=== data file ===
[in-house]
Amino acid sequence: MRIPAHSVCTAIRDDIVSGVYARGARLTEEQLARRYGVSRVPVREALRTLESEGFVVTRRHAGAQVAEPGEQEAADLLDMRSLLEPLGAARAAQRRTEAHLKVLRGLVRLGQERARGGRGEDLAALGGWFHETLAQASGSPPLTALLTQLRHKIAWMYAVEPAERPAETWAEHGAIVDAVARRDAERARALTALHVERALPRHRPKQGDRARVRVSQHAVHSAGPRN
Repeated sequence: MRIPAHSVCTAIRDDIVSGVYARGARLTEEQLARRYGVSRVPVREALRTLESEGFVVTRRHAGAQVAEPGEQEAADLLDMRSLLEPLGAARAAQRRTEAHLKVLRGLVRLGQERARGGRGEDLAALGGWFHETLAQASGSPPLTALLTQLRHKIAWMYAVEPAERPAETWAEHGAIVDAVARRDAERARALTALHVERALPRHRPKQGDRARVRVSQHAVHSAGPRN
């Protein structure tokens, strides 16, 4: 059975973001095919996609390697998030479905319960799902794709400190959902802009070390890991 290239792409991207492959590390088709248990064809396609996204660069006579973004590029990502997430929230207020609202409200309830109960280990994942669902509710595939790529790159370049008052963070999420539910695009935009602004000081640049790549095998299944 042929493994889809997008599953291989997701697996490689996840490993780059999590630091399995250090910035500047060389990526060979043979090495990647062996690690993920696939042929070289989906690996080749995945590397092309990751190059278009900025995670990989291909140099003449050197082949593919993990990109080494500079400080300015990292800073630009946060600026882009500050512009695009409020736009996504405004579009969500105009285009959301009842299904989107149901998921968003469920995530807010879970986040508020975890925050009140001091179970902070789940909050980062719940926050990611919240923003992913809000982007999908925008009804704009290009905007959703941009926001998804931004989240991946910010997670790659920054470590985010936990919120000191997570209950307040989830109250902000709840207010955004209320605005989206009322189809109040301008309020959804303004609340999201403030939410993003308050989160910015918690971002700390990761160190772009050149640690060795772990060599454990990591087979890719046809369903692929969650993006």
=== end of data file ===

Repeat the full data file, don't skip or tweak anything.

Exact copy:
[in-house]
Amino acid sequence: MRIPAHSVCTAIRDDIVSGVYARGARLTEEQLARRYGVSRVPVREALRTLESEGFVVTRRHAGAQVAEPGEQEAADLLDMRSLLEPLGAARAAQRRTEAHLKVLRGLVRLGQERARGGRGEDLAALGGWFHETLAQASGSPPLTALLTQLRHKIAWMYAVEPAERPAETWAEHGAIVDAVARRDAERARALTALHVERALPRHRPKQGDRARVRVSQHAVHSAGPRN
Repeated sequence: MRIPAHSVCTAIRDDIVSGVYARGARLTEEQLARRYGVSRVPVREALRTLESEGFVVTRRHAGAQVAEPGEQEAADLLDMRSLLEPLGAARAAQRRTEAHLKVLRGLVRLGQERARGGRGEDLAALGGWFHETLAQASGSPPLTALLTQLRHKIAWMYAVEPAERPAETWAEHGAIVDAVARRDAERARALTALHVERALPRHRPKQGDRARVRVSQHAVHSAGPRN
């Protein structure tokens, strides 16, 4: 059975973001095919996609390697998030479905319960799902794709400190959902802009070390890991 290239792409991207492959590390088709248990064809396609996204660069006579973004590029990502997430929230207020609202409200309830109960280990994942669902509710595939790529790159370049008052963070999420539910695009935009602004000081640049790549095998299944 042929493994889809997008599953291989997701697996490689996840490993780059999590630091399995250090910035500047060389990526060979043979090495990647062996690690993920696939042929070289989906690996080749995945590397092309990751190059278009900025995670990989291909140099003449050197082949593919993990990109080494500079400080300015990292800073630009946060600026882009500050512009695009409020736009996504405004579009969500105009285009959301009842299904989107149901998921968003469920995530807010879970986040508020975890925050009140001091179970902070789940909050980062719940926050990611919240923003992913809000982007999908925008009804704009290009905007959703941009926001998804931004989240991946910010997670790659920054470590985010936990919120000191997570209950307040989830109250902000709840207010955004209320605005989206009322189809109040301008309020959804303004609340999201403030939410993003308050989160910015918690971002700390990761160190772009050149640690060795772990060599454990990591087979890719046809369903692929969650993006």